Vorapipatana Kowit

Vorapipatana Kowit

Hall of Fame Class of 2016

Vorapipatana Kowit (1933-2000) was nationally recognized as the creator-champion of Thailand’s modern adult education. As a result of his advocacy and the increased prominence of adult education programs, adult education and non-formal education was institutionalized as an integral part of the educational system in Thailand.

Kowit’s most notable achievement was expansion and transformation of the small narrowly focused Division of Adult Education to a broad-based non-formal education service to meet the diverse learning needs of the entire population throughout their lifetime. In 1979, he institutionalized non-formal education in the national education system, transforming the small division into a Department of Non-Formal Education that led a highly successful literacy campaign in the 1980s. This won the Human Resources Development Award of the Economic and Social Commission for Asia and the Pacific. As a practitioner, he demonstrated how adult/non-formal education can compensate for, enrich, and extend formal and non-formal education to ensure lifelong learning opportunities for all. The community reading centers and practical literacy skills that he pioneered have subsequently become common core practice in Thailand and other countries in the region. 

As a scholar, he successfully challenged universities to transform their curricula and produce a new generation of adult educators and published work. In practical ways and through published work, he made Thailand an Asian adult education lead country and one to have consistently pursued the vision of lifelong learning for the past 40 years.

Kowit’s single greatest contribution was his introduction of the khit phen concept to education, literally translated as “being able to think and decide for him/herself.” This belief stemmed from his concern for the disadvantaged out-of-school population and his respect for their dignity and grassroots wisdom. As a result, he transformed all curricula to deal with issues and problems facing learners rather than academic-oriented content. Didactic teaching and learning processes with ready-made answers dictated by teachers became more participatory and empowered learners to weigh the most suitable course of actions based on circumstances and technical knowledge. The khit phen approach has subsequently influenced formal schooling and the work of other development agencies.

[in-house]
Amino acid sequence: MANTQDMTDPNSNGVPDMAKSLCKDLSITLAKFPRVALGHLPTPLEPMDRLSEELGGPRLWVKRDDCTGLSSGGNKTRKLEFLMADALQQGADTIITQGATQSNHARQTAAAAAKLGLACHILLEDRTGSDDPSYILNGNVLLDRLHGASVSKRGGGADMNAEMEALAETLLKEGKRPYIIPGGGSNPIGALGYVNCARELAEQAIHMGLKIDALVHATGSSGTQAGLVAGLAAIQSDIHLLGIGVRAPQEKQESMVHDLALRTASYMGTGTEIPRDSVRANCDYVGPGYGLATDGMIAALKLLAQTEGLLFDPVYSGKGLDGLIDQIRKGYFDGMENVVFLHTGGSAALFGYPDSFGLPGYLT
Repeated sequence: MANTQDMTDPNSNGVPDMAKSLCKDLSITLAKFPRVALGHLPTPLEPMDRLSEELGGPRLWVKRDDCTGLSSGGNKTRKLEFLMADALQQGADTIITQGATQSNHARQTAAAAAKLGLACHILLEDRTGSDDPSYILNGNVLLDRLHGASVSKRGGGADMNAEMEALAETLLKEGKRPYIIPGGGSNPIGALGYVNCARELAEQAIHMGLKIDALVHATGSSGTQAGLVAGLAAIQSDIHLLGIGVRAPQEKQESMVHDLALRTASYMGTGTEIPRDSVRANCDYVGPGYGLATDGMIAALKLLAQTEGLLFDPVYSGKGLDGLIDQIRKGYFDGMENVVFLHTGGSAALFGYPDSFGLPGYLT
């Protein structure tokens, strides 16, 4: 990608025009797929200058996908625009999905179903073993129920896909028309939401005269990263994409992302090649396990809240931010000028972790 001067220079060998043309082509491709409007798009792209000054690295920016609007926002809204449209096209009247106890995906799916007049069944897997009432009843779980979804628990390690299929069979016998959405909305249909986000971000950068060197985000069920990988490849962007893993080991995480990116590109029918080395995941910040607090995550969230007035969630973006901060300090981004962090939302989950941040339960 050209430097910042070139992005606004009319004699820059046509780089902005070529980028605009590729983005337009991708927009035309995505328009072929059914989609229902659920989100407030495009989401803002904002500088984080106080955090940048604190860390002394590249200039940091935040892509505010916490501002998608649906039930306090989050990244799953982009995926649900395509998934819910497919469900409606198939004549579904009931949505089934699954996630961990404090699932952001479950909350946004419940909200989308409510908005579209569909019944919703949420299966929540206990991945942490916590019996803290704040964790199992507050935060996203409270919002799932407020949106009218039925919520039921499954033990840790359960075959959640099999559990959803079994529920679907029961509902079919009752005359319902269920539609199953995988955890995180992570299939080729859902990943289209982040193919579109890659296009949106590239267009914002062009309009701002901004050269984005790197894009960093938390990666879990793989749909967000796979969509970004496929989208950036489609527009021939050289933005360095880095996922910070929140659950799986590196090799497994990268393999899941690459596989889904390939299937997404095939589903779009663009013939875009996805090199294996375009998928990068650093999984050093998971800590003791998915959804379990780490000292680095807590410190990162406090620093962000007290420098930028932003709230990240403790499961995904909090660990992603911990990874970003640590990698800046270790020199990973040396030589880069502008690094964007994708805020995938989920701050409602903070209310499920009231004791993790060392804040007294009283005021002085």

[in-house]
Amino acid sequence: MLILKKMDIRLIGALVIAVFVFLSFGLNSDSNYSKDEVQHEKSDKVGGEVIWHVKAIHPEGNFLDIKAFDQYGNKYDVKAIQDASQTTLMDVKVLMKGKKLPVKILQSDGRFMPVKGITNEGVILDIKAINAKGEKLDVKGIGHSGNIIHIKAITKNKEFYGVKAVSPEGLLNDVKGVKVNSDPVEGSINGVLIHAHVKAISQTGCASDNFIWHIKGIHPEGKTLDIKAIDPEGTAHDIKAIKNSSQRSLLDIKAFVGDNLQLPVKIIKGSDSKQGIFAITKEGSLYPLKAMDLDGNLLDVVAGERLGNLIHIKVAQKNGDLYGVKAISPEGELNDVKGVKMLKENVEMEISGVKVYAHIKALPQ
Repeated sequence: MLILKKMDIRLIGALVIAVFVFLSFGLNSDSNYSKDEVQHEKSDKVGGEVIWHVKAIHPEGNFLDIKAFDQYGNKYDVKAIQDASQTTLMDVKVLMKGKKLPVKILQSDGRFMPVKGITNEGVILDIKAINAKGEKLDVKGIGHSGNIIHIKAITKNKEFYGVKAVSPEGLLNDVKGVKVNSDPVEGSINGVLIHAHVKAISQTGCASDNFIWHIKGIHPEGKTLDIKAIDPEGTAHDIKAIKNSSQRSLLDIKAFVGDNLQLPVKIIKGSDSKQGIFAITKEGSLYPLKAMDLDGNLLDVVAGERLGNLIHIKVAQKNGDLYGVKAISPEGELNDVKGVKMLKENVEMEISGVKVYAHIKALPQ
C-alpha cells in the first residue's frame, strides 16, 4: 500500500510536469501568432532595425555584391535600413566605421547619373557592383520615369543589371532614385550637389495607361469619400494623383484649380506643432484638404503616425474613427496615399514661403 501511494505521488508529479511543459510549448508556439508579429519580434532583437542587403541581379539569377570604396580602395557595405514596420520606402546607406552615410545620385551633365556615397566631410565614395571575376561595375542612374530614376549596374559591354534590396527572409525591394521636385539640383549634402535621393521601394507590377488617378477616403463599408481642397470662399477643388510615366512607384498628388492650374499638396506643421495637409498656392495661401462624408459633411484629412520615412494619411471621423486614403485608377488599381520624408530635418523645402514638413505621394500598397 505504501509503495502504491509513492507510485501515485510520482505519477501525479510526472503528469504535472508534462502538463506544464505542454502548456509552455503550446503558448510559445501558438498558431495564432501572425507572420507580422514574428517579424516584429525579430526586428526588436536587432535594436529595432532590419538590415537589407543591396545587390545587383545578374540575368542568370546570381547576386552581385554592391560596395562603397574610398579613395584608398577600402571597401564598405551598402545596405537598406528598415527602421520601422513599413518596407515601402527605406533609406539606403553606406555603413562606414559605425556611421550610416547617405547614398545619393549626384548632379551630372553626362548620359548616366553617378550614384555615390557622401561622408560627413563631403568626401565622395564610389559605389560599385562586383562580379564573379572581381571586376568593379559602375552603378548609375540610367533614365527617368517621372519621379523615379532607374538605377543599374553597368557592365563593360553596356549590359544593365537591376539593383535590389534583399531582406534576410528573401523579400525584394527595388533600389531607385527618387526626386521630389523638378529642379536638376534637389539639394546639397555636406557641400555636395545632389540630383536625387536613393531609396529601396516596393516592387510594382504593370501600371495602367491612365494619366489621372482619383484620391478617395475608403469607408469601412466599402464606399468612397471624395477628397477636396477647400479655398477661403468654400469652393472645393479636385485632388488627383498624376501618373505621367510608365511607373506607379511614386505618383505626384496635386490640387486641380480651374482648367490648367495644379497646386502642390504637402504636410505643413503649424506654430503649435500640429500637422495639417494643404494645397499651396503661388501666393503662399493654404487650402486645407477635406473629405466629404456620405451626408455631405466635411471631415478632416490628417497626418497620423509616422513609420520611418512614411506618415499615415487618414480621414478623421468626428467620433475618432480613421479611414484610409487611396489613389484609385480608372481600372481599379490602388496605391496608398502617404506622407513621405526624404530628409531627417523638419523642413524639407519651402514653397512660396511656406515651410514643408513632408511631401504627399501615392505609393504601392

Kowit’s contributions were felt far beyond the field of adult/non-formal education. His khit phen philosophy was later adopted in the reform of the formal school curricula. A learner-centered approach, participatory learning and management styles, decentralized structure of development and administration, working through networks and partnerships: all of these, initiated in adult/non-formal education, subsequently penetrated formal schooling and development work of the country as a whole. Under his leadership Thailand became an active member of all the regional and global organizations, notably the now globally influential Asian and South Pacific Basic and Adult Education, of which Thailand, under Kowit’s leadership, became a lead nation.